As discussed in previous blogs, House Bill 320: Modernize Remote Business Access is an important piece of legislation that allows for the continuance of certain business transactions to be conducted electronically, beyond the COVID-19 emergency setting.
Specifically, the bill would:
- Authorize remote meetings of corporation shareholders, nonprofit corporation members, and mutual insurance company policy holders.
- Authorize nonprofit corporations to conduct all business electronically.
Since our previous update, House Bill 320 has passed the Senate and is currently waiting for House concurrence with the Senate proposed changes. The ability to conduct business in a virtual setting remains important as employers adjust to operational changes brought about by COVID-19. We will continue to update you as the bill moves forward.
Additionally, a PCS for House Bill 776: Remote Online Notarization saw movement in the Senate last week. The Proposed Committee Substitute would allow authorized North Carolina notaries to remotely perform notarial acts using real time online communication technology. The notary and the principal to the transaction would be required to be physically located in North Carolina at the time of the notarial act. Unfortunately, the current Senate proposal limits the scope of documents that are eligible for remote notarization and therefore we are hopeful that the final bill reflects the original proposal that passed the House in May.
Like the remote business access issue, the remote notarization process was also part of COVID-19 emergency procedures granted to employers during the pandemic. The flexibility that is offered in the House version of HB 776 has been helpful to businesses that remain under some level of internal COVID-19 restrictions. We will continue to encourage the General Assembly to provide as much flexibility as possible for employers by allowing for more remote options. HB 776 is currently awaiting a hearing in the Senate Commerce and Insurance Committee, and we will keep you updated on further action.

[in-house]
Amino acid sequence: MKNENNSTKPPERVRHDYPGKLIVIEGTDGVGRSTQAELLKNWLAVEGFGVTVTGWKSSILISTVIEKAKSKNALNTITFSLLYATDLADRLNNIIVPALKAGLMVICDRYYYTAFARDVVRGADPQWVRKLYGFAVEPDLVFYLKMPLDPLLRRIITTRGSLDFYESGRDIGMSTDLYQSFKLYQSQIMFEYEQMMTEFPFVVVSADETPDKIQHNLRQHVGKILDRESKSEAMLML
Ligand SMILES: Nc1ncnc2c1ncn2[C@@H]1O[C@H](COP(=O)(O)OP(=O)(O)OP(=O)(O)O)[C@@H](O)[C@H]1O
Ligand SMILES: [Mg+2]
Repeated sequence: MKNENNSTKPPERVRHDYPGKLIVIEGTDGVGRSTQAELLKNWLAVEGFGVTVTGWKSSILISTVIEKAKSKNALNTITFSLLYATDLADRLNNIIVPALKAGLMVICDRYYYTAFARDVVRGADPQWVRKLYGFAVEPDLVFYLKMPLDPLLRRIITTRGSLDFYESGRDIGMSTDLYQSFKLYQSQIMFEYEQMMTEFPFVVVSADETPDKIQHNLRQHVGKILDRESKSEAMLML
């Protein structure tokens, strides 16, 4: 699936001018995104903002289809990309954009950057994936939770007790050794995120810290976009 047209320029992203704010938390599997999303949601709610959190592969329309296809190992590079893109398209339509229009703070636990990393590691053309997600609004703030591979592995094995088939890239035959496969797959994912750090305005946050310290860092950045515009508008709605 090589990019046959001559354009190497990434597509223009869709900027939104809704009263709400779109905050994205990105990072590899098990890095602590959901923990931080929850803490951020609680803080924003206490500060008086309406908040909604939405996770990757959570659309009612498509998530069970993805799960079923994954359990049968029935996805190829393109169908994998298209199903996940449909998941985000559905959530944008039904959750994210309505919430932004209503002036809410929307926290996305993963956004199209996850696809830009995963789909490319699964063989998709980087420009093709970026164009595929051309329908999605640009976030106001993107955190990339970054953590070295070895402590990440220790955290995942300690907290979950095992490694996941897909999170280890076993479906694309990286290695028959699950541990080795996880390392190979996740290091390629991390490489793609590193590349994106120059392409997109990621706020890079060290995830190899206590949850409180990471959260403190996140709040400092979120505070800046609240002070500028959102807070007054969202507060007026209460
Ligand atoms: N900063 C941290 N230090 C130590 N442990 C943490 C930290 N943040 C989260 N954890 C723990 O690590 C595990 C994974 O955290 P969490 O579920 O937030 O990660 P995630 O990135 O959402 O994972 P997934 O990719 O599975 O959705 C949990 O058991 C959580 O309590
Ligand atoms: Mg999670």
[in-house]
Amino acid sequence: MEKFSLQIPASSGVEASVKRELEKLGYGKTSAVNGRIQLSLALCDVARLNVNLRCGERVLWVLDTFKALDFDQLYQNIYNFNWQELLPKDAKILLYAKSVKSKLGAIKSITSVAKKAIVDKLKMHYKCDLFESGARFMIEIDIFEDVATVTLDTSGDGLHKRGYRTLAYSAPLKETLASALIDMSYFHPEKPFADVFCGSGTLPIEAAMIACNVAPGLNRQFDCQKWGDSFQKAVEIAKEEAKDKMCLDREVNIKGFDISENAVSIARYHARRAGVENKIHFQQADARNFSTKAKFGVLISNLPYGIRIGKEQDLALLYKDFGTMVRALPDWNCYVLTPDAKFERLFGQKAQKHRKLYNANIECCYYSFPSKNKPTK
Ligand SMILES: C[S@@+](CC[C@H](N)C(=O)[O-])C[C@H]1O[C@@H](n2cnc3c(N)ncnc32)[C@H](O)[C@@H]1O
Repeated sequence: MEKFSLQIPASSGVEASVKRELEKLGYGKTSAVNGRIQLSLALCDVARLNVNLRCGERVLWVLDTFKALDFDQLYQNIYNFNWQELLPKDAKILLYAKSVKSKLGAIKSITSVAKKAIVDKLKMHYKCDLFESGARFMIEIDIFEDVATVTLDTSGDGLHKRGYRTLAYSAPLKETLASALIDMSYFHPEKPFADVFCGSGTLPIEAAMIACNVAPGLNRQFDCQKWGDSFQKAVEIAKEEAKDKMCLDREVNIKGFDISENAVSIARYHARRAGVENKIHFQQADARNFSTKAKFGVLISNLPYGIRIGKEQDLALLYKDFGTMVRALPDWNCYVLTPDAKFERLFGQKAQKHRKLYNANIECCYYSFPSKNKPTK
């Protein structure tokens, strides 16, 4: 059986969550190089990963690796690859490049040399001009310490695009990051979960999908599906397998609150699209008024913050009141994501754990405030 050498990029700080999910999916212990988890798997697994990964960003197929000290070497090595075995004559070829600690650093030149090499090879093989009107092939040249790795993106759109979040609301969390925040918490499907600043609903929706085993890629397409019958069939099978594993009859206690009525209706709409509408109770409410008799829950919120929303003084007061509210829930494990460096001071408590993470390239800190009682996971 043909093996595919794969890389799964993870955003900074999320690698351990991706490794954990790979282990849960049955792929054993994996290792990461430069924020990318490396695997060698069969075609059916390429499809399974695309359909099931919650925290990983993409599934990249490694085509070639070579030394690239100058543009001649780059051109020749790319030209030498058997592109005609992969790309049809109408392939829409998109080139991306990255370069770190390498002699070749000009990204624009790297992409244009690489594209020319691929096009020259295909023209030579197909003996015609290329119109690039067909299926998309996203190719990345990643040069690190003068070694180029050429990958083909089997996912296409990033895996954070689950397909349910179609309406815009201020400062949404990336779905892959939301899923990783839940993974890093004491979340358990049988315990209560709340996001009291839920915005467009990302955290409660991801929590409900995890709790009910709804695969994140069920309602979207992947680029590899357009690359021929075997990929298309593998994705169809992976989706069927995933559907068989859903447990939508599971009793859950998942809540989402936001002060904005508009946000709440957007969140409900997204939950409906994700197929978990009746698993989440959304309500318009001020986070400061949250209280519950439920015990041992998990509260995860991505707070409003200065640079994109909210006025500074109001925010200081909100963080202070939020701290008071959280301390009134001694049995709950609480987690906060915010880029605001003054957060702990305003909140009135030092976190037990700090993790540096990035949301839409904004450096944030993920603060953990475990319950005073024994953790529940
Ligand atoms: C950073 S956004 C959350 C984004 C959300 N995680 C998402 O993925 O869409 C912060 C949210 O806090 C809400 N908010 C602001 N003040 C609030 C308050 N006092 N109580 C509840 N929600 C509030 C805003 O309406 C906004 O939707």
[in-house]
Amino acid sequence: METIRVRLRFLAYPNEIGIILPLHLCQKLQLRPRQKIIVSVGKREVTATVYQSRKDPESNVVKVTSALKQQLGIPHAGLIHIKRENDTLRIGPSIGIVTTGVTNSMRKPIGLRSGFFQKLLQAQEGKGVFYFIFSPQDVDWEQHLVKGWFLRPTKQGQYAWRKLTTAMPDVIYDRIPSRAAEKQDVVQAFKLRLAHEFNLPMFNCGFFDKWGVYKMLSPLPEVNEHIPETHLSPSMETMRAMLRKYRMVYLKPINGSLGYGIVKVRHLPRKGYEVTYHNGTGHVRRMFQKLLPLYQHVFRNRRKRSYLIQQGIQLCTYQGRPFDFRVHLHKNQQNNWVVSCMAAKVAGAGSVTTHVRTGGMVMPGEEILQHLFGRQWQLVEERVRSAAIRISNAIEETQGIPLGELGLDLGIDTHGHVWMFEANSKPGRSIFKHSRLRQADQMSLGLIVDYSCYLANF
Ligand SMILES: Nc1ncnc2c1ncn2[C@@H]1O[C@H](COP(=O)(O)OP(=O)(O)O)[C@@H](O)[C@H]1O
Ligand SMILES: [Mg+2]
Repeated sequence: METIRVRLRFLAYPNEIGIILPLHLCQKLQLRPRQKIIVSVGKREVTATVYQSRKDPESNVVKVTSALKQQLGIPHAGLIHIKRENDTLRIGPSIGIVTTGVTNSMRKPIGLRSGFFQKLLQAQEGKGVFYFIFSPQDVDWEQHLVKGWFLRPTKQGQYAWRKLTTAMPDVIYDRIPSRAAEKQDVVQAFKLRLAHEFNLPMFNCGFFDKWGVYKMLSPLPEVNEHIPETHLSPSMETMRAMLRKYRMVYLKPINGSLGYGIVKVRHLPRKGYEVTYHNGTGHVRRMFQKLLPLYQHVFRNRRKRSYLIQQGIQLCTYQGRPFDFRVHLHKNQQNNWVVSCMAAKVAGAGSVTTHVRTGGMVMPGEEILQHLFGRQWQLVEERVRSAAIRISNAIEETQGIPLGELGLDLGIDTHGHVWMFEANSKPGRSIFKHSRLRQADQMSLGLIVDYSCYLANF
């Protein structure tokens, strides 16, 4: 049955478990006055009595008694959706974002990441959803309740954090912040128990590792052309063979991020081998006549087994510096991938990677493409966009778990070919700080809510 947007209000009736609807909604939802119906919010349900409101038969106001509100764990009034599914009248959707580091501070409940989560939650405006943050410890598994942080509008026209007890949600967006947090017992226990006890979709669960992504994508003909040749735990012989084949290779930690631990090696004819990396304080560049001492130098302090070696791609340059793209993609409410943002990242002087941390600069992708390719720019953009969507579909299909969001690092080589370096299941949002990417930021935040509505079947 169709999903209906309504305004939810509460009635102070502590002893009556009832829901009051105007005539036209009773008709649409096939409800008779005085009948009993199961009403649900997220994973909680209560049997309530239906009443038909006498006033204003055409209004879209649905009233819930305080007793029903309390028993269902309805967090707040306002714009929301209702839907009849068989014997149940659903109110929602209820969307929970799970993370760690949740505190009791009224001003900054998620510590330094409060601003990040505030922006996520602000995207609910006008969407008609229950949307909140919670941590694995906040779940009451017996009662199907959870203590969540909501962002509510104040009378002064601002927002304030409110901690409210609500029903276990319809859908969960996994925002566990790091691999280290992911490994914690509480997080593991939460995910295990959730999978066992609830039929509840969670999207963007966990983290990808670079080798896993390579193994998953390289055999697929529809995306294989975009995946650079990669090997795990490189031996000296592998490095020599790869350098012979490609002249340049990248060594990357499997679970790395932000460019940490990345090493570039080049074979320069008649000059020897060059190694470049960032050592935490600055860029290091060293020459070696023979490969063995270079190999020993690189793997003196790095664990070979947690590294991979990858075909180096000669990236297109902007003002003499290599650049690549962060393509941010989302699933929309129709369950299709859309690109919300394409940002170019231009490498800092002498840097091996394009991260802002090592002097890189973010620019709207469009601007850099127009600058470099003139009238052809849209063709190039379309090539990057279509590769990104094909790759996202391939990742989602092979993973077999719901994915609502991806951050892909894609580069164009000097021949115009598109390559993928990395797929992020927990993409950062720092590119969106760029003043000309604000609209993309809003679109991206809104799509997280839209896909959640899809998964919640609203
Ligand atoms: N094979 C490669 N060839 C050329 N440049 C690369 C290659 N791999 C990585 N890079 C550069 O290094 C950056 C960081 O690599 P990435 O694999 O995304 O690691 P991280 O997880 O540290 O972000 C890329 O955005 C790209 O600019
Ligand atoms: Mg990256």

Finally, The Raleigh City Council released its study group final report. The report focuses on Raleigh City Council election terms, compensation, and voter participation. Currently, Raleigh City Council has five district members, two at-large members and the mayor. Each member serves two- year terms instead of four- year terms. The study committee recommended a four-year term instead of a two-year term and adding one additional district member, increasing the Raleigh Council to nine members. This will avoid deadlocks, improve the decision-making process, and facilitate efficient policy development. The study committee also recommended council members receive a pay raise. Currently, Raleigh city Council members makes far less than their counterparts in Durham, Fayetteville, Greensboro, and Winston-Salem. The mayor currently makes $27,550 while council members make $19,725. If the study committee’s recommendation is approved, the mayor could make $45,911 and council members would make $37,248. Finally, the study committee recommended a voter engagement program to help voters feel more included in the election process. A few recommendations to increase voter engagement includes reallocating savings from shifting elections to even years to fund voter engagement, including voter engagement within City’s DEI and community engagement strategy and adding voter engagement to the City’s social media platforms. The study committee’s final recommendations are listed below.
The study group proposed six recommendations:
1. 4 -year terms
2. Staggered terms
3. Even year elections
4. Increase total compensation
5. Develop and implement voter engagement program
6. Add 1 new district council position
We will keep you updated on further action as the Raleigh City Council moves forward with the recommendations of the study committee.
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